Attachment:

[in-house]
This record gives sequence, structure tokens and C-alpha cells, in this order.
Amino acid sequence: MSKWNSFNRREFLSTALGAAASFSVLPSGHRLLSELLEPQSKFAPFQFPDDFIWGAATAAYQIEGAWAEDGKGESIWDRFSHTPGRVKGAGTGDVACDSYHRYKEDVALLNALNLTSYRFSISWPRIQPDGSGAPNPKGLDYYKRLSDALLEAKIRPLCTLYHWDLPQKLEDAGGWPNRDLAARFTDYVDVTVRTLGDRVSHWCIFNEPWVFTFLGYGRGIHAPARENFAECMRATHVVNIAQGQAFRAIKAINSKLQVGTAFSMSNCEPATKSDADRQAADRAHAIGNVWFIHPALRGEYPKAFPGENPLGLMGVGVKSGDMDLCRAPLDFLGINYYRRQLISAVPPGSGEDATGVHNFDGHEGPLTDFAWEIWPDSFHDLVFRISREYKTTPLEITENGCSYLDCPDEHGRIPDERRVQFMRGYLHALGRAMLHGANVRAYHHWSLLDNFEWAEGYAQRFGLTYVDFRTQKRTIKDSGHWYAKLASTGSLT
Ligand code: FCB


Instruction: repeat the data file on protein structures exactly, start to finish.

[in-house]
This record gives sequence, structure tokens and C-alpha cells, in this order.
Amino acid sequence: MSKWNSFNRREFLSTALGAAASFSVLPSGHRLLSELLEPQSKFAPFQFPDDFIWGAATAAYQIEGAWAEDGKGESIWDRFSHTPGRVKGAGTGDVACDSYHRYKEDVALLNALNLTSYRFSISWPRIQPDGSGAPNPKGLDYYKRLSDALLEAKIRPLCTLYHWDLPQKLEDAGGWPNRDLAARFTDYVDVTVRTLGDRVSHWCIFNEPWVFTFLGYGRGIHAPARENFAECMRATHVVNIAQGQAFRAIKAINSKLQVGTAFSMSNCEPATKSDADRQAADRAHAIGNVWFIHPALRGEYPKAFPGENPLGLMGVGVKSGDMDLCRAPLDFLGINYYRRQLISAVPPGSGEDATGVHNFDGHEGPLTDFAWEIWPDSFHDLVFRISREYKTTPLEITENGCSYLDCPDEHGRIPDERRVQFMRGYLHALGRAMLHGANVRAYHHWSLLDNFEWAEGYAQRFGLTYVDFRTQKRTIKDSGHWYAKLASTGSLT
Ligand code: FCB